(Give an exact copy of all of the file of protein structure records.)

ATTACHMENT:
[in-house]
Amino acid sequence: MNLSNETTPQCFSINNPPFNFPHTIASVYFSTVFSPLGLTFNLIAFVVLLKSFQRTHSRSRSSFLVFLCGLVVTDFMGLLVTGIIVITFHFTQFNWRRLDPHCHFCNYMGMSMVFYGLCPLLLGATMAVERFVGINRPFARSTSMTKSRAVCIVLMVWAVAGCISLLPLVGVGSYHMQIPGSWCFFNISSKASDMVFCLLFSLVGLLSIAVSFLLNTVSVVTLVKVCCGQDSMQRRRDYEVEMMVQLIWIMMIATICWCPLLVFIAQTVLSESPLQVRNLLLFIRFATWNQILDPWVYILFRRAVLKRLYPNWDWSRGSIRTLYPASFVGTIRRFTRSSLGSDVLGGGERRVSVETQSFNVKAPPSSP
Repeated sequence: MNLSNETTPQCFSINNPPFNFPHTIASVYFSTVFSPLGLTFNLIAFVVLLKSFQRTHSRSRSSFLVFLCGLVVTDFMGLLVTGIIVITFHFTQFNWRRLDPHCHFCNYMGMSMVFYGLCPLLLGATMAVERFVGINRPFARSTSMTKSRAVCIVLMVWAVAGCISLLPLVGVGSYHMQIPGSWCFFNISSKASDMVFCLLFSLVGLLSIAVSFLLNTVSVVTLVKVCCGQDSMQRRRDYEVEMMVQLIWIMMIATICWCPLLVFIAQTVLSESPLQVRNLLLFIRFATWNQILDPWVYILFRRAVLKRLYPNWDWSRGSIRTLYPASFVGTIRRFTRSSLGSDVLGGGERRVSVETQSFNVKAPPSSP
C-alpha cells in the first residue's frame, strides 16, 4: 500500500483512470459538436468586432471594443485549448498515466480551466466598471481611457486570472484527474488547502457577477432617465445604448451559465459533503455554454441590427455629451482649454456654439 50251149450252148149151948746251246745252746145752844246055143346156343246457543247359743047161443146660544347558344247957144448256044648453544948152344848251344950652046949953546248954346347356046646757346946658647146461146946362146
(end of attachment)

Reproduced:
[in-house]
Amino acid sequence: MNLSNETTPQCFSINNPPFNFPHTIASVYFSTVFSPLGLTFNLIAFVVLLKSFQRTHSRSRSSFLVFLCGLVVTDFMGLLVTGIIVITFHFTQFNWRRLDPHCHFCNYMGMSMVFYGLCPLLLGATMAVERFVGINRPFARSTSMTKSRAVCIVLMVWAVAGCISLLPLVGVGSYHMQIPGSWCFFNISSKASDMVFCLLFSLVGLLSIAVSFLLNTVSVVTLVKVCCGQDSMQRRRDYEVEMMVQLIWIMMIATICWCPLLVFIAQTVLSESPLQVRNLLLFIRFATWNQILDPWVYILFRRAVLKRLYPNWDWSRGSIRTLYPASFVGTIRRFTRSSLGSDVLGGGERRVSVETQSFNVKAPPSSP
Repeated sequence: MNLSNETTPQCFSINNPPFNFPHTIASVYFSTVFSPLGLTFNLIAFVVLLKSFQRTHSRSRSSFLVFLCGLVVTDFMGLLVTGIIVITFHFTQFNWRRLDPHCHFCNYMGMSMVFYGLCPLLLGATMAVERFVGINRPFARSTSMTKSRAVCIVLMVWAVAGCISLLPLVGVGSYHMQIPGSWCFFNISSKASDMVFCLLFSLVGLLSIAVSFLLNTVSVVTLVKVCCGQDSMQRRRDYEVEMMVQLIWIMMIATICWCPLLVFIAQTVLSESPLQVRNLLLFIRFATWNQILDPWVYILFRRAVLKRLYPNWDWSRGSIRTLYPASFVGTIRRFTRSSLGSDVLGGGERRVSVETQSFNVKAPPSSP
C-alpha cells in the first residue's frame, strides 16, 4: 500500500483512470459538436468586432471594443485549448498515466480551466466598471481611457486570472484527474488547502457577477432617465445604448451559465459533503455554454441590427455629451482649454456654439 50251149450252148149151948746251246745252746145752844246055143346156343246457543247359743047161443146660544347558344247957144448256044648453544948152344848251344950652046949953546248954346347356046646757346946658647146461146946362146